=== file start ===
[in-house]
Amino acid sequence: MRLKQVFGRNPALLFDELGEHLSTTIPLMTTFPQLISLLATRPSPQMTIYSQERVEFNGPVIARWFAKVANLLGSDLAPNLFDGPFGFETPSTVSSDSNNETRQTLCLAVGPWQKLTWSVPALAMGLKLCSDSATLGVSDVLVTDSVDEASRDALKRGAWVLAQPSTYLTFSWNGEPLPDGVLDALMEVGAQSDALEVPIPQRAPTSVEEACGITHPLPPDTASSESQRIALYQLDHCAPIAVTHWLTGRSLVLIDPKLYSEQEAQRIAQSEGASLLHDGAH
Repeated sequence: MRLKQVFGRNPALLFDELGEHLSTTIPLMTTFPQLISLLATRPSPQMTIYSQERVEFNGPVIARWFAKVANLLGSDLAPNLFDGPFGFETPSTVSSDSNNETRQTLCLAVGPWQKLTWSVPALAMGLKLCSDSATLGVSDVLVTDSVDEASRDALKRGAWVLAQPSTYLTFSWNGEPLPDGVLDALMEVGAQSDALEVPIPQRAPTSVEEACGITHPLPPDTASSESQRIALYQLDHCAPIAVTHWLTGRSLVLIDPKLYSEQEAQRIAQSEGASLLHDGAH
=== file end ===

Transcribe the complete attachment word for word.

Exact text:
[in-house]
Amino acid sequence: MRLKQVFGRNPALLFDELGEHLSTTIPLMTTFPQLISLLATRPSPQMTIYSQERVEFNGPVIARWFAKVANLLGSDLAPNLFDGPFGFETPSTVSSDSNNETRQTLCLAVGPWQKLTWSVPALAMGLKLCSDSATLGVSDVLVTDSVDEASRDALKRGAWVLAQPSTYLTFSWNGEPLPDGVLDALMEVGAQSDALEVPIPQRAPTSVEEACGITHPLPPDTASSESQRIALYQLDHCAPIAVTHWLTGRSLVLIDPKLYSEQEAQRIAQSEGASLLHDGAH
Repeated sequence: MRLKQVFGRNPALLFDELGEHLSTTIPLMTTFPQLISLLATRPSPQMTIYSQERVEFNGPVIARWFAKVANLLGSDLAPNLFDGPFGFETPSTVSSDSNNETRQTLCLAVGPWQKLTWSVPALAMGLKLCSDSATLGVSDVLVTDSVDEASRDALKRGAWVLAQPSTYLTFSWNGEPLPDGVLDALMEVGAQSDALEVPIPQRAPTSVEEACGITHPLPPDTASSESQRIALYQLDHCAPIAVTHWLTGRSLVLIDPKLYSEQEAQRIAQSEGASLLHDGAH